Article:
“Cord-Cutting” at McDaniel

Image courtesy of Pixabay user Unsplash.

With the advent of online streaming services and an increase in their use, it should come as no surprise that with the advent of online streaming, TV has changed dramatically—particularly among millennials. Streaming companies such as Netflix and Amazon Prime have led to a decline in cable subscriptions, which raises the question of the practicality of having cable on campus.

As of 2016, “cord-cutting,” or getting rid of cable, has been slow, with approximately one percent of American households doing so, according to The Economist. However, cable is disproportionately losing popularity with millennials. The primary reason for this is the high cost of cable, as online streaming services typically only cost about $10.00 to $15.00 monthly.

Though “cord-cutting” has been slowly increasing, 24 percent of Americans do not have cable or satellite TV, says the Pew Research Center. There is clearly a lack of cable among young people, as “Some 65% of those ages 18 to 29 have cable or satellite service at home, compared with 73% of adults ages 30 to 49 and 83% of those 50 or older.” Additionally, 64 percent of those polled by Pew also stated that ease of access to content online was the reason that they did not have cable or satellite TV.

According to Variety, price is an important factor, with forty percent of those polled stating that their reason for not having cable was cost-related. An additional 24 percent of those polled stated that they were not interested in the programs offered through cable.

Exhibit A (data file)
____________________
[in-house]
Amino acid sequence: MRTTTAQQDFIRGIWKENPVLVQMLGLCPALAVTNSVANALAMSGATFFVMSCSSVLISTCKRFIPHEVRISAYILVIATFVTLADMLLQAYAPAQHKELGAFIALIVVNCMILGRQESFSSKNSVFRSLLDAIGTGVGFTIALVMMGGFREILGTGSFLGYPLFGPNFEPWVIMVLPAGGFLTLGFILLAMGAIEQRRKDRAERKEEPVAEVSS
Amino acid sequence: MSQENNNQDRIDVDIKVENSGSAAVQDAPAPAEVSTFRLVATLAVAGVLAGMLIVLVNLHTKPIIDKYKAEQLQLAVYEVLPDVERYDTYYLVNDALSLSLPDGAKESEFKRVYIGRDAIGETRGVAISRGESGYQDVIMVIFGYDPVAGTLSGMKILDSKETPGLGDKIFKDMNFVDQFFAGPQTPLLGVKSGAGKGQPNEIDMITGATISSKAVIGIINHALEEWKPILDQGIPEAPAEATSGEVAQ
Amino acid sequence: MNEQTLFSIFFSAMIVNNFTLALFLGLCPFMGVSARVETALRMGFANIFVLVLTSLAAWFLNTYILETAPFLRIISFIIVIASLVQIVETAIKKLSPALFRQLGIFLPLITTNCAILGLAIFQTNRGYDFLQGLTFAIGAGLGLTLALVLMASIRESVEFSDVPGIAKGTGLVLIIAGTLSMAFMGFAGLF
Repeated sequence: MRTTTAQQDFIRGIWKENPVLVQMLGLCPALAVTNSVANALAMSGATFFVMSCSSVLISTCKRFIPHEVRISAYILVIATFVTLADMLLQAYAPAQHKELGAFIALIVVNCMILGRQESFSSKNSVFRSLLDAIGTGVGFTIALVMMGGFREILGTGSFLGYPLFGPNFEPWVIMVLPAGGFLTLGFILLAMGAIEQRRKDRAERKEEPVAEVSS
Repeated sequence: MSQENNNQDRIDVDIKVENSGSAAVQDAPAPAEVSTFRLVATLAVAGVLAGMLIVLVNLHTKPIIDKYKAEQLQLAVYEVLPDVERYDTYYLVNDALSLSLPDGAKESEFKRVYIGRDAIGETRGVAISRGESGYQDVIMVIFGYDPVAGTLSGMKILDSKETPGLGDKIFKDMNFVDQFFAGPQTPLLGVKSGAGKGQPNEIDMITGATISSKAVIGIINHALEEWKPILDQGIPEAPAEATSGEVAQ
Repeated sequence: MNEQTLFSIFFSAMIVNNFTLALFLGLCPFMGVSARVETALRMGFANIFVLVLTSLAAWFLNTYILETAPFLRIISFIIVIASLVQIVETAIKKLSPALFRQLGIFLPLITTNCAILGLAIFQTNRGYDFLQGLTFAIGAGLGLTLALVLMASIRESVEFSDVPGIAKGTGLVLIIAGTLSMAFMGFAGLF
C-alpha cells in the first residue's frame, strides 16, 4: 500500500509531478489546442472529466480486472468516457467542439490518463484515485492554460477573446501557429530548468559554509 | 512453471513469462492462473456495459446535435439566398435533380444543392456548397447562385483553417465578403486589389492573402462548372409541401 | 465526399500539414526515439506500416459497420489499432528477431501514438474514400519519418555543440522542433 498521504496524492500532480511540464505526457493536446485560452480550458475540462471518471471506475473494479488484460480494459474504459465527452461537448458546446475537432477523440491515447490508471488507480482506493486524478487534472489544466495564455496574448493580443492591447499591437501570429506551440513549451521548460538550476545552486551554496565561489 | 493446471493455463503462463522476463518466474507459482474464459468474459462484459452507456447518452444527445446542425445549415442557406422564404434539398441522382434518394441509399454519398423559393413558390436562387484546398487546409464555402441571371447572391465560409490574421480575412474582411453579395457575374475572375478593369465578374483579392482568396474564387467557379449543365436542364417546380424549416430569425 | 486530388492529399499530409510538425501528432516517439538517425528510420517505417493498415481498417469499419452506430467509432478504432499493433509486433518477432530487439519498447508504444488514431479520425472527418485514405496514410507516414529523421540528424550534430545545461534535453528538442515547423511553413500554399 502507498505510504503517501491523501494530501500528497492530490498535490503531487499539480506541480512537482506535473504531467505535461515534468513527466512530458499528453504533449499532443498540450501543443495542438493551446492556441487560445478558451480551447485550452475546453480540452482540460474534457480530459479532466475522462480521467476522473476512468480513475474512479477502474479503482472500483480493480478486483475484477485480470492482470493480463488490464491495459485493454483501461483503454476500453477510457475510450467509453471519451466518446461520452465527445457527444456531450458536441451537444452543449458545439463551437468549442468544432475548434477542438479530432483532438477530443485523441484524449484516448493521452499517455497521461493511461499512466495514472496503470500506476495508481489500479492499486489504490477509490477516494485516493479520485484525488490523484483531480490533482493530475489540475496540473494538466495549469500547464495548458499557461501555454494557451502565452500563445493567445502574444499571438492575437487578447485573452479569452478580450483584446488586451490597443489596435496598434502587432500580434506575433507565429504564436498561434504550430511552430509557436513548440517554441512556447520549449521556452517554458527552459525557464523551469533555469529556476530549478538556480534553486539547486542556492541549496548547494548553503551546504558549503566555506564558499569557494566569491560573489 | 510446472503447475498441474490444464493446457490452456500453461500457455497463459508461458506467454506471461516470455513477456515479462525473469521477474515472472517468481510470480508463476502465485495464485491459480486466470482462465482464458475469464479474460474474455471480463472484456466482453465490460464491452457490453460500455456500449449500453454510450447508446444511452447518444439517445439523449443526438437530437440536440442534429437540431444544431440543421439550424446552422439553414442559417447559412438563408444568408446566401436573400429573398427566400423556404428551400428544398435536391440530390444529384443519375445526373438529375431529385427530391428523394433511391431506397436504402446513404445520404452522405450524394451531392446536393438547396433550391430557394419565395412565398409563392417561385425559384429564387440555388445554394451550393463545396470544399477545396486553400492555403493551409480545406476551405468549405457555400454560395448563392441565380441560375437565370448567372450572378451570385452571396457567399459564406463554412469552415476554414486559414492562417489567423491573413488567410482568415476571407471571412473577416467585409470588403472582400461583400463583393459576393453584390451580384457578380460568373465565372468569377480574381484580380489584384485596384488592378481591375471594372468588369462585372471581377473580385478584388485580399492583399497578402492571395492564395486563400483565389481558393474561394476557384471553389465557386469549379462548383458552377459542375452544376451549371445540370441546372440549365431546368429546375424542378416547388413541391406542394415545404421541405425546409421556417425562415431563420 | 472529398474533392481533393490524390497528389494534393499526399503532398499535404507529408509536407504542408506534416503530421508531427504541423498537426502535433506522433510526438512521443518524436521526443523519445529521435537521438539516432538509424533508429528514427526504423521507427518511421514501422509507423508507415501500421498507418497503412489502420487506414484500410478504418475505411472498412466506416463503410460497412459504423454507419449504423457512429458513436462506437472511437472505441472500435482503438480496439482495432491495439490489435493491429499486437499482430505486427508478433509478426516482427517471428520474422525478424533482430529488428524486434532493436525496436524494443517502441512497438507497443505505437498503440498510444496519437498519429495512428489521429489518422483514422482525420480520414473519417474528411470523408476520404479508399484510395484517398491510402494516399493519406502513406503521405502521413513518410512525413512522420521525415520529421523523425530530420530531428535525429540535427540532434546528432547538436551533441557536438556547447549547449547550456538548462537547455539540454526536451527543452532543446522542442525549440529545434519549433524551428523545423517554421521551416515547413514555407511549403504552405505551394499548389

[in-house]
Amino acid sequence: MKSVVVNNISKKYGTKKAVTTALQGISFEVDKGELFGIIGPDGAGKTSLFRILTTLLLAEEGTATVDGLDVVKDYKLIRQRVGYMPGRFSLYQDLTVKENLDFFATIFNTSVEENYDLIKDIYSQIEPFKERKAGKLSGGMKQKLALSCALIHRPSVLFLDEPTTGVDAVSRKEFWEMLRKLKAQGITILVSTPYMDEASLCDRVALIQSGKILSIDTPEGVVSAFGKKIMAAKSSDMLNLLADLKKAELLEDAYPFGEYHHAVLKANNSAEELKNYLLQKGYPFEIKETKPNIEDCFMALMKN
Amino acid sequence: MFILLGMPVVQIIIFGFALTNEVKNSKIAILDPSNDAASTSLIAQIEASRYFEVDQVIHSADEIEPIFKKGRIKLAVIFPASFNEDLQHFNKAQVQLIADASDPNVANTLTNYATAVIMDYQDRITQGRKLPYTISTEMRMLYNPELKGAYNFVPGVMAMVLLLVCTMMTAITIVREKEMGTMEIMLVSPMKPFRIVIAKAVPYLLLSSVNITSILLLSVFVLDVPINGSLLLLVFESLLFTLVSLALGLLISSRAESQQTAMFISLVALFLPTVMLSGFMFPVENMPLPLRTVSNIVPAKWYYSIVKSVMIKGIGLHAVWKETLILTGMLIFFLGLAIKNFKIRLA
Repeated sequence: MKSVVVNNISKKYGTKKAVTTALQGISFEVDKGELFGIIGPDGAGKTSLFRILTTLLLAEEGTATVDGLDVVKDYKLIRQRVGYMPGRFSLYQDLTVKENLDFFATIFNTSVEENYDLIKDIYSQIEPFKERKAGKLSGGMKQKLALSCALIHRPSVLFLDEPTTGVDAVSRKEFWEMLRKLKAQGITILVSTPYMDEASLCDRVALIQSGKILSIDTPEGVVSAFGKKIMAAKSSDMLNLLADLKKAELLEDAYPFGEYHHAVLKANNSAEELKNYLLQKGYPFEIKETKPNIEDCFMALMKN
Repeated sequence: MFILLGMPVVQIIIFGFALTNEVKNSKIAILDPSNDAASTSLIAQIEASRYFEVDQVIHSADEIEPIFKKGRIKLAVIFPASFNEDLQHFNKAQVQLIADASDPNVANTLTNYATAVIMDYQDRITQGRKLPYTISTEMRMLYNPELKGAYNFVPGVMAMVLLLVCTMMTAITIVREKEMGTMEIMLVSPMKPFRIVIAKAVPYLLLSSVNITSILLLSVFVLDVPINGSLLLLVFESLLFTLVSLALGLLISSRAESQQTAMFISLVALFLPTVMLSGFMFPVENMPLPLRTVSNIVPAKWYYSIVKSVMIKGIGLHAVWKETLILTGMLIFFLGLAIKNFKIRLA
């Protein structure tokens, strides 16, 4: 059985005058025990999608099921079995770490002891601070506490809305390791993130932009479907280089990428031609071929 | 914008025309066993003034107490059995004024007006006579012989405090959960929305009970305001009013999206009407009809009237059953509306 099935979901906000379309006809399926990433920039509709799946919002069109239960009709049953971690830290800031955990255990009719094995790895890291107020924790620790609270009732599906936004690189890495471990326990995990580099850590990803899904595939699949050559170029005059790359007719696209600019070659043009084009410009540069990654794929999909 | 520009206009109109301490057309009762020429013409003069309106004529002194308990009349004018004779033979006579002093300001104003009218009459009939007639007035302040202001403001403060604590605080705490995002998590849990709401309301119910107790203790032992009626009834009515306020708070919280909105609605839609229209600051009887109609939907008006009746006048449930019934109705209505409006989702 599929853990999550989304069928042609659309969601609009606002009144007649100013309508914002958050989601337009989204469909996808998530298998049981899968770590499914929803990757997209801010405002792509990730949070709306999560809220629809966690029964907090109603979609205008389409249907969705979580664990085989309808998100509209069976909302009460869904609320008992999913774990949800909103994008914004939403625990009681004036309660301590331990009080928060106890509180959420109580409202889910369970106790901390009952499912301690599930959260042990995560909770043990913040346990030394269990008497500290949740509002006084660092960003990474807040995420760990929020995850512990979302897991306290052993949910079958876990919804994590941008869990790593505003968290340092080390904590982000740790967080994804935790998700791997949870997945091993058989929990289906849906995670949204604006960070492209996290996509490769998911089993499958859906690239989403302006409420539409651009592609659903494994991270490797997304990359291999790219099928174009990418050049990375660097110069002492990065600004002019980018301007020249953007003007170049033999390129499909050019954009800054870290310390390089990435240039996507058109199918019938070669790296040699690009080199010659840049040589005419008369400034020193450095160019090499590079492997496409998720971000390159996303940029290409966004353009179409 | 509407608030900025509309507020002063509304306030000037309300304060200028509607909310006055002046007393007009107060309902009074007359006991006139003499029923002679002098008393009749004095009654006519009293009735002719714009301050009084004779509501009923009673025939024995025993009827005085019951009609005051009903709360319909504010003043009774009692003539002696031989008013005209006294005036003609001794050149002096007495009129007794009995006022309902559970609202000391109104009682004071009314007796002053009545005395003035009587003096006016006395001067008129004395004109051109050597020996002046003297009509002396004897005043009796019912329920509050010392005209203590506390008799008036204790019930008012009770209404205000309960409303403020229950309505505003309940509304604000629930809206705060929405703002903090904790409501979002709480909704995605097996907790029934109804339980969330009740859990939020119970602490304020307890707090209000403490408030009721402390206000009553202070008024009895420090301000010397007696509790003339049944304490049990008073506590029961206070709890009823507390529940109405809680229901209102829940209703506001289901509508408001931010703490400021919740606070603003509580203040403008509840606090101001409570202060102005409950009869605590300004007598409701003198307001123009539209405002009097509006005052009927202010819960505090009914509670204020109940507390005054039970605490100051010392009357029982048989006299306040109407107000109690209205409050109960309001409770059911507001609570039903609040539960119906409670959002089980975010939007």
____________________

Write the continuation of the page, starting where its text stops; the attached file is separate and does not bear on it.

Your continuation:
To be clear, McDaniel is not considering getting rid of cable. Michael Robbins, the director of Residence Life said, “I have not been in a conversation with anyone about cutting cable to the campus.” Despite this, some students seldom utilize cable services. McDaniel student Ali Keller stated that she mostly uses online streaming services and that she could live without cable.

Nonetheless, Robbins highlights that cable maintains some features that streaming services lack, stating, “Services like Netflix and Hulu don’t provide access to sports or more live events, and not every student comes to college with a streaming subscription to some kind of service.” Thomas Redmond, a commuter student, stated that he uses Netflix more than cable, but he primarily uses cable to watch sporting events.

Interestingly, even McDaniel has its own streaming service, the Greenstream, which provides students on campus with a variety of movies every month that they can watch as they please, though this still does not fill the voids left by having only a streaming service or cable. Cable has an edge when it comes to sporting events, while students perhaps prefer streaming services for shows and movies.

Overall, though, Robbins sums up the current situation by saying, “Students are generally in favor of getting more services as opposed to losing existing ones.”